The proposed cost matrix is for ‘straight-forward’ NIHL claims involving ‘up to three’ defendants. The table of costs is for claims under £25,000 and is split into pre-litigation costs and post litigation costs with admissions. The aim of this regime is for the parties to effectively run NIHL claims, where defendants will control the flow of the litigation but if either party wishes to drop out they need only instruct their own medical expert to fall outside of the regime.

The consultation seeks parties views generally on the stated intention to implement the extension of FRC to NIHL claims and in particular the proposed new pre-litigation process, proposed standard directions and separate preliminary trials.

Intermediate cases
The figures


Complexity bands for intermediate cases

  • Band 1 consists of the simplest cases, with just one contested issue and the trial will not last longer than one day.
  • Bands 2 and 3 will form the usual intermediate banding with the more complex cases in 3 and less so in 2.
  • Band 4 will be reserved for the most complex such as business cases and EL disease claims where the trial will last three days and there are ‘serious’ issues of fact and law.

Unlike the banding for the current fast track scope cases, banding for the intermediate cases will not be made with reference to the claim type but to the features of the case.

Key issues arising from implementation of an extension to FRC

  1. It’s clear that a key dispute will be around the appropriate complexity banding and for intermediate cases whether it falls within scope of being classed as intermediate. There will be a clear incentive to increase the value of the claim if this increases the costs amount.
  2. Modelling the impact of the proposed figures and comparing them with current spend on similar cases requires accurate data. There is also the difficulty of trying to factor in the impact of implementation. For example, commercially there has not been any incentive to establish a claim’s potential value at say £125,000 rather than £90,000 until now.
  3. There are constantly attempts to circumvent the current FRC. One issue that has arisen is the impact of being awarded indemnity costs and whether that entitles a party to avoid FRC. The law is currently that an award of indemnity costs arising from a part 36 offer entitles a party to a detailed assessment of those costs. However, the intention is to award a penalty of 35% and avoid a scrutiny of the work actually undertaken. Views are invited on whether the suggested percentage is an appropriate amount (not on whether it’s appropriate at all) and also on whether there should be something else for unreasonable conduct indemnity costs.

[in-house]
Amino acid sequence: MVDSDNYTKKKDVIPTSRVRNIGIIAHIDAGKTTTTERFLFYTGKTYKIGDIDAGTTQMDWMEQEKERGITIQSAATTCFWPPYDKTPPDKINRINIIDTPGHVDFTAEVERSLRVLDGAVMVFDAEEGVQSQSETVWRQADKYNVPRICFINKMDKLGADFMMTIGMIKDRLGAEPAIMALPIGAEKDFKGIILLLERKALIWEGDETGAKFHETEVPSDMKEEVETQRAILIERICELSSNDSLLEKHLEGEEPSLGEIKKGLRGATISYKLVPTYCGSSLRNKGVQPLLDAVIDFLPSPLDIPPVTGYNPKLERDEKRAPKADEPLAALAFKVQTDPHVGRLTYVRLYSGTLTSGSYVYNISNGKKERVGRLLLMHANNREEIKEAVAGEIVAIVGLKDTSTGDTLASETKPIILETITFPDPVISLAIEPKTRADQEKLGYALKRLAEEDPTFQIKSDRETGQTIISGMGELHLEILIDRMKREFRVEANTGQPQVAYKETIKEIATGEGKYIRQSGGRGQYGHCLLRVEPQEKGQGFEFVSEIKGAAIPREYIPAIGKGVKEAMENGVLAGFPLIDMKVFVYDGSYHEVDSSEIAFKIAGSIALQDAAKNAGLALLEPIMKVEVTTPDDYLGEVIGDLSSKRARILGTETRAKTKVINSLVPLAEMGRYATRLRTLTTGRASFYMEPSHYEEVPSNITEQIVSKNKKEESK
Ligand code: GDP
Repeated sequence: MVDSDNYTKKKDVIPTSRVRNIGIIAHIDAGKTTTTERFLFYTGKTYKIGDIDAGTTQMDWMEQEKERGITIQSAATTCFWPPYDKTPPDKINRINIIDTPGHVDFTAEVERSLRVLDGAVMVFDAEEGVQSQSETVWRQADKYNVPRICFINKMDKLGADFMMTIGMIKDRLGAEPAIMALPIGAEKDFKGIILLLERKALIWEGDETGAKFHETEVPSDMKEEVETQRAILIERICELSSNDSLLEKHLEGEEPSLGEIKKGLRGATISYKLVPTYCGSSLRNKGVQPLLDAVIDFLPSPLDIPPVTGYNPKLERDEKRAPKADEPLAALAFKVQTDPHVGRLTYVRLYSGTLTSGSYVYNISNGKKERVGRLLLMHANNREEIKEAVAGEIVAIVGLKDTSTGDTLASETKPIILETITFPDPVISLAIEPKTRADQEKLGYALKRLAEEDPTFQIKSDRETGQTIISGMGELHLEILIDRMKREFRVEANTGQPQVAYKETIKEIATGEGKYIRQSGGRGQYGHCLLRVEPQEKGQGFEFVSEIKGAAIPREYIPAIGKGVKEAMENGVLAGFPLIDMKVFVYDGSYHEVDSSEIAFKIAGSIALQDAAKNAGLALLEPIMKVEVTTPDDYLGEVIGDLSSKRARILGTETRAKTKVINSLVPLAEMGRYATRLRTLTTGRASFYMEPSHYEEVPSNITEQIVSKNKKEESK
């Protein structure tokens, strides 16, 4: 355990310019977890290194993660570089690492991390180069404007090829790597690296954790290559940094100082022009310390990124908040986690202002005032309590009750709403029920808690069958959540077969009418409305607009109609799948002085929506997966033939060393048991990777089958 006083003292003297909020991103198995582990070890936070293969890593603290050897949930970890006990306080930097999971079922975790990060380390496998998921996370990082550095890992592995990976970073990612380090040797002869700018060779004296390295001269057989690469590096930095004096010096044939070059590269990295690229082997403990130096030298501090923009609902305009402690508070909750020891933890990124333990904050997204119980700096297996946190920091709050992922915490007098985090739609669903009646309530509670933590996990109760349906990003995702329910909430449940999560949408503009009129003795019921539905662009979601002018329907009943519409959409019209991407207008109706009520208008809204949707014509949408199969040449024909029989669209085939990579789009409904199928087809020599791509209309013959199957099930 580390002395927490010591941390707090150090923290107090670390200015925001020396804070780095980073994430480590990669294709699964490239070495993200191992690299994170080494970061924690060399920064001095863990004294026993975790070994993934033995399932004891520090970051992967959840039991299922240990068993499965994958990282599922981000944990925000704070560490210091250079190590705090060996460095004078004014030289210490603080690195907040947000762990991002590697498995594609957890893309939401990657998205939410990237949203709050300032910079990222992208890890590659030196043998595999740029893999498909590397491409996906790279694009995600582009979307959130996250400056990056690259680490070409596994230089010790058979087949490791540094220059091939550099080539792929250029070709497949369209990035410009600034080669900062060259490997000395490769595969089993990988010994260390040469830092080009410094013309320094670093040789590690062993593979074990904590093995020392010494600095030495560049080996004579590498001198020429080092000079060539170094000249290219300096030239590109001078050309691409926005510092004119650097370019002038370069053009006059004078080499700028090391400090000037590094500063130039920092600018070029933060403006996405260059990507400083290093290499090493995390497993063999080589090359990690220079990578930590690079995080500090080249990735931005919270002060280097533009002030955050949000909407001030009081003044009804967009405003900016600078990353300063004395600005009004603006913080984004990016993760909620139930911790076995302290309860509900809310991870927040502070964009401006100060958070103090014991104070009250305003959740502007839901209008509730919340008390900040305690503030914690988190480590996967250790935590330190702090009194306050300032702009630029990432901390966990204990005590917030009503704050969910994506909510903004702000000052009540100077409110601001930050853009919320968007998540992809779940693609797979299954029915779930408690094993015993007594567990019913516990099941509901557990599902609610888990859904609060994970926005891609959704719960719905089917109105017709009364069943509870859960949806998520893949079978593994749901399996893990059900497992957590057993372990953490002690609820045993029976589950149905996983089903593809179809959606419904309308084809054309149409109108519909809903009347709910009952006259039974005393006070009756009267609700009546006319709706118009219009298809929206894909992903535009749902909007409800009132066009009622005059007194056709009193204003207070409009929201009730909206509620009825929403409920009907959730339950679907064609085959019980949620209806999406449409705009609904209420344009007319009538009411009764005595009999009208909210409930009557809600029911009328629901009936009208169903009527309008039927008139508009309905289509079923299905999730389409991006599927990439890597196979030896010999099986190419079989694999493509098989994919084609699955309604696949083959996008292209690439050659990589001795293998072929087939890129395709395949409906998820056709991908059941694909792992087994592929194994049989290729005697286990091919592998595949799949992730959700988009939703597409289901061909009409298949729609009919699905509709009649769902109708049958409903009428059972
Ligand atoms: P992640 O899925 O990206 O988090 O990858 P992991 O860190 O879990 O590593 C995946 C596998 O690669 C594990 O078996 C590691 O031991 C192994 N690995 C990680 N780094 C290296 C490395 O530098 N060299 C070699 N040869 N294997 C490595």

Impact on the consumer
The consultation questions “whether it is practical or reasonable to require detailed records of costs incurred for every FRC case” and points out that the requirement to keep records is only necessary if an assessment of costs is likely.

The important balance to be struck here is between the emphasis placed on the obvious commercial attractiveness of creating a system that does away with the need for record keeping by lawyers and the need to maintain professional levels of service appropriate to each client’s needs. At a principled level, a properly-designed and implemented system of fixed recoverable costs should contribute to the efficient processing of large numbers of reasonably similar claims, on something of a ‘swings and roundabouts’ basis. This inherent feature of the system probably tends to reinforce the evolution towards ever-larger specialist firms in the PI practitioner market.

The drive for business efficiency should not, however, tip over into corner-cutting and lowering of standards. There is no doubt that paying parties may face increased handling difficulties and expense if standards drop, as seems to be recognised in the MoJ’s impact assessment:

“There is a potential risk that claimant settlements might be lower in future. This risk might materialise if claimant lawyers reduce the time and resource they spend on cases in response to FRC, and if as a result, settlement negotiations lead to worse outcomes for claimants. Whether this risk materialises would depend upon the behaviour of defendants in such settlement negotiations.”

Judicial Review
The government intends to introduce costs budgeting for Judicial Review (‘JR’) cases where it is anticipated that costs will exceed £100,000. They do not however agree with the recommendation to introduce the means tested fixed costs that apply in some environmental JR cases. Views are requested on whether this is an appropriate criterion or whether an alternative should be used.

Next steps
The consultation is open for responses until 6 June 2019. It is estimated that the earliest likely implementation would be April 2020 which is when it is anticipated that the small claims limit might well be increased to coincide with the Civil Liability Act coming into force.

There is a possibility that April 2020 might be a ‘big bang’ of civil costs reform. Whether or not the clear and robust intention of extending the scope of FRC, which is the subject of this consultation, will survive any potential change of government, or lead Ministers that might occur as the UK’s political arrangements with Europe develop remains to be seen.

That said, implementation of these reforms does not require any new primary legislation being passed by parliament and on that basis, it may be prudent to prepare for it coming into force in perhaps arounds a year’s time.


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Disclaimer: This document does not present a complete or comprehensive statement of the law, nor does it constitute legal advice. It is intended only to highlight issues that may be of interest to clients of BLM. Specialist legal advice should always be sought in any particular case.

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Alistair Kinley

Alistair Kinley

Director of Policy & Government Affairs,